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Tim Wilbur, Director of Schools Consultancy at Gabbitas Education

Best of British

Tim Wilbur, Gabbitas Education, discusses how to tackle the financial issues involved in sustaining a school

Posted by Hannah Oakman | December 20, 2016 | Law, finance, HR

For some Heads, the New Year may bring ‘resolutions’ for others it will bring ‘imperatives’. As an erstwhile Head of a provincial boarding school the January imperative was to have enough interest in boarding places for the following September. There was not even the question of where to look as the answer was becoming a well-travelled path to Asia. The nights were sleepless. In the final year wrestling with this problem nearly a decade ago, as late as March the school still needed to transact £3.2 million worth of business which was imprinted on my mind as 126 full boarders. The target was achieved, although it was a very close call. The secret
of the successful outcome however, was not by chance and the truth was that this target had to be sustained year on year. 

The difficulty of sustaining a school through fee revenue remains a constant. The importance of understanding the financial issues to running and sustaining a school is perhaps not a natural skill set to many aspiring Heads. However, leaving it to the ‘money men or women’ in a school is not an option either. It takes a combination of all the teaching, business and marketing units in a school to do this successfully. The school referred to had a multi-dimensional curriculum package not only involving A Levels and the IB but also an International Study Centre offering IGCSE; there was a very large portfolio of agents and the wisdom to service them with a knowledgeable educationalist, who knew the school very well, at first stationed in Bangkok but then moved to Hong Kong and a bright young marketing team to die for. There was also a caring team of accomplished professionals to look after the students once they arrived. Retention was an important word not only for the teaching staff but also the administration who fully supported each other in this quest.

There is increasing interest and no little success in placing international students in schools that do not possess boarding facilities

A decade on, in a very different guise, the issue of offering the best that is British education to overseas students remains high on the agenda of the people I work both with and for. However, some aspects of the landscape have changed. There is as everyone knows, a vast demand for the creation of international schools with roughly a third preferring the National Curriculum for England. The question of assuaging this demand and its inherent need for teachers is a major discussion point that is far too large to touch on here. It is important to know however my colleagues have designed schools and worked on turnaround projects in this diverse market.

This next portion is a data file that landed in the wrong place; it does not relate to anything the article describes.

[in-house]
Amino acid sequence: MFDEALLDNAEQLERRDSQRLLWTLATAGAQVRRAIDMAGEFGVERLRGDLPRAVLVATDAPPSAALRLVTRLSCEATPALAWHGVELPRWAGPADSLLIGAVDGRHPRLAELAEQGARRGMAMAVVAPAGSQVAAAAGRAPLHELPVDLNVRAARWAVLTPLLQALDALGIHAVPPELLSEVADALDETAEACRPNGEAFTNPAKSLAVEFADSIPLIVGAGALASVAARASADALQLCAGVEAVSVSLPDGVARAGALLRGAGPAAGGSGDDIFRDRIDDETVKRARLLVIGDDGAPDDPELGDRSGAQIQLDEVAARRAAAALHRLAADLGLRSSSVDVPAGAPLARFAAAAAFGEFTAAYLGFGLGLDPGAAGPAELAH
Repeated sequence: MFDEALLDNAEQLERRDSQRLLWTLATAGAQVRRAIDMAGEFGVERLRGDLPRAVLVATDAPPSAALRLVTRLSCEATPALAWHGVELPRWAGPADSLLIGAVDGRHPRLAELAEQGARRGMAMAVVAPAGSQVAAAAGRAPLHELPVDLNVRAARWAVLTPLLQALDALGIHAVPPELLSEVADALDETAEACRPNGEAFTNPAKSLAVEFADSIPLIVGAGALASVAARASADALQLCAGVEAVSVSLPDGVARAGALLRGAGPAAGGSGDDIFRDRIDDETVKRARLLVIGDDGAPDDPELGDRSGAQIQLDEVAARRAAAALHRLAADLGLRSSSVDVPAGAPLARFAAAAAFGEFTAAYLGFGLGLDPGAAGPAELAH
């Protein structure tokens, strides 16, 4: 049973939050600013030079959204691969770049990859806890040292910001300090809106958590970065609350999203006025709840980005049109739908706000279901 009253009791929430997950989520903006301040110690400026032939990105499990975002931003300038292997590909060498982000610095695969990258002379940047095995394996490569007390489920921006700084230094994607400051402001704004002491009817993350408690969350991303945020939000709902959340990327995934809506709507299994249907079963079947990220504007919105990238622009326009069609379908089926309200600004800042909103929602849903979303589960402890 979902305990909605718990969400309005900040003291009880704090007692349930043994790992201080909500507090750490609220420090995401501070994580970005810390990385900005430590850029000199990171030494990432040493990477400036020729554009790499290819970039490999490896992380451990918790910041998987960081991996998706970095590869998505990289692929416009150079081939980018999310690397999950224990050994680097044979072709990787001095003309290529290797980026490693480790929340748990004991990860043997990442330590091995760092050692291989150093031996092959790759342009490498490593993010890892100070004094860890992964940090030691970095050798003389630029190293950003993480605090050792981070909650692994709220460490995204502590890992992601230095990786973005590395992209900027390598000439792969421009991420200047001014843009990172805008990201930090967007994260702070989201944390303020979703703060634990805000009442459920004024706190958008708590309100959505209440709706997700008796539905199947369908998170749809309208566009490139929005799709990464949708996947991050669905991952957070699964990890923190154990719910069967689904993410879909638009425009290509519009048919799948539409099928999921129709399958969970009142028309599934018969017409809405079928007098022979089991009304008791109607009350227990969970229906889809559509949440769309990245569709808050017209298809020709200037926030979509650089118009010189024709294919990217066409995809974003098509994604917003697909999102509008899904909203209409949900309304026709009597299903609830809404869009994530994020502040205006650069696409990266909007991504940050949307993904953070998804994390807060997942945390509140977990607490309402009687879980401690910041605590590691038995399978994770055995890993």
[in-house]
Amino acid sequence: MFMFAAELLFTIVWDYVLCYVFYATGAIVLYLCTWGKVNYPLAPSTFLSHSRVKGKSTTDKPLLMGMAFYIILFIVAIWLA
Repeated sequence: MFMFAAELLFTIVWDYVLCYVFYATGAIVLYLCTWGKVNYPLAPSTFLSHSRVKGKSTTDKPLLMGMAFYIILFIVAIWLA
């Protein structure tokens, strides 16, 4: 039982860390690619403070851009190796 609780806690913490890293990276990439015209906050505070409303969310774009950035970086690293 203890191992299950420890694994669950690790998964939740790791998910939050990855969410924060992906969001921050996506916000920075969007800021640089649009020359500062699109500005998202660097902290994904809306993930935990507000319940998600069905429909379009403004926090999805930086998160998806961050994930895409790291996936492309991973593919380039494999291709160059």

Of some interest to a sleepless Head may be a recent business opportunity Gabbitas Education is working on. There is increasing interest and no little success in placing international students in schools that do not possess boarding facilities. The ‘host-family’ concept has always had traction but it is now becoming a preferred option for some schools. A very successful school in Norfolk has turned its back on sixth form boarding and gone down this route, other schools see the benefit of maintaining school rolls in difficult times by investing here too. In an age where a win-win scenario is rare, it may be time for boarding schools with small numbers to divest themselves of all the costs, particularly those involving regulation and infrastructure and move to this model. It would of course, allow those rightly convinced in a boarding situation to become part of a larger boarding community. 

To quote a very famous Asian commentator also involved in financial regeneration for the largest country on earth, ‘it does not matter whether a cat is black or white as long as it catches mice!’ 

W: www.gabbitas.com 

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